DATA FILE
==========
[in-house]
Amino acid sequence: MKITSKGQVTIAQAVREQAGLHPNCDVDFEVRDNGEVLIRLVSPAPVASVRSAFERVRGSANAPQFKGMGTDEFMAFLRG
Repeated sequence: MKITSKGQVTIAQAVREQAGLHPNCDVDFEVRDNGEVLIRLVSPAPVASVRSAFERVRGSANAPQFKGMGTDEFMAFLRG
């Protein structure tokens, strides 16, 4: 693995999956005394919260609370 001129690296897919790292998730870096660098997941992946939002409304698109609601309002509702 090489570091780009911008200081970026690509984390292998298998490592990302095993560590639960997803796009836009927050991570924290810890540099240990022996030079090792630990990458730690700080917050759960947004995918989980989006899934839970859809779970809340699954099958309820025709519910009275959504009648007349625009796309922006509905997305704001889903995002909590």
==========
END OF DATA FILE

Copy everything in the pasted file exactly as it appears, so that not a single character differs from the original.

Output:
[in-house]
Amino acid sequence: MKITSKGQVTIAQAVREQAGLHPNCDVDFEVRDNGEVLIRLVSPAPVASVRSAFERVRGSANAPQFKGMGTDEFMAFLRG
Repeated sequence: MKITSKGQVTIAQAVREQAGLHPNCDVDFEVRDNGEVLIRLVSPAPVASVRSAFERVRGSANAPQFKGMGTDEFMAFLRG
């Protein structure tokens, strides 16, 4: 693995999956005394919260609370 001129690296897919790292998730870096660098997941992946939002409304698109609601309002509702 090489570091780009911008200081970026690509984390292998298998490592990302095993560590639960997803796009836009927050991570924290810890540099240990022996030079090792630990990458730690700080917050759960947004995918989980989006899934839970859809779970809340699954099958309820025709519910009275959504009648007349625009796309922006509905997305704001889903995002909590």